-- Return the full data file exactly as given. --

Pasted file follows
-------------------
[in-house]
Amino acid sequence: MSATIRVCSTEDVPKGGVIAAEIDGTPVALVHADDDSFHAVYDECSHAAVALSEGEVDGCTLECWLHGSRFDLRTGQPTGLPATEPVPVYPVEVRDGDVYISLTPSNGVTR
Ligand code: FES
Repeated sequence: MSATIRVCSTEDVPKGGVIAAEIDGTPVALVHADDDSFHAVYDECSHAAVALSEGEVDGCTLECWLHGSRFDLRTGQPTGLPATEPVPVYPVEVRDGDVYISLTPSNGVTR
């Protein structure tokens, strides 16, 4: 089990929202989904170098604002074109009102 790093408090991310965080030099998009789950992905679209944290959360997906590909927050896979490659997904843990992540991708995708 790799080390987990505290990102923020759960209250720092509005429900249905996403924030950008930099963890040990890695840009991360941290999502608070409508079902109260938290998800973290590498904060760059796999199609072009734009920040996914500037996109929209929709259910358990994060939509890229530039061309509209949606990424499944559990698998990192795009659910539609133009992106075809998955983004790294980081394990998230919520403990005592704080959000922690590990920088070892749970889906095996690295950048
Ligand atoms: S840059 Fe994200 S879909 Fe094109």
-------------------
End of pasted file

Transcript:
[in-house]
Amino acid sequence: MSATIRVCSTEDVPKGGVIAAEIDGTPVALVHADDDSFHAVYDECSHAAVALSEGEVDGCTLECWLHGSRFDLRTGQPTGLPATEPVPVYPVEVRDGDVYISLTPSNGVTR
Ligand code: FES
Repeated sequence: MSATIRVCSTEDVPKGGVIAAEIDGTPVALVHADDDSFHAVYDECSHAAVALSEGEVDGCTLECWLHGSRFDLRTGQPTGLPATEPVPVYPVEVRDGDVYISLTPSNGVTR
């Protein structure tokens, strides 16, 4: 089990929202989904170098604002074109009102 790093408090991310965080030099998009789950992905679209944290959360997906590909927050896979490659997904843990992540991708995708 790799080390987990505290990102923020759960209250720092509005429900249905996403924030950008930099963890040990890695840009991360941290999502608070409508079902109260938290998800973290590498904060760059796999199609072009734009920040996914500037996109929209929709259910358990994060939509890229530039061309509209949606990424499944559990698998990192795009659910539609133009992106075809998955983004790294980081394990998230919520403990005592704080959000922690590990920088070892749970889906095996690295950048
Ligand atoms: S840059 Fe994200 S879909 Fe094109």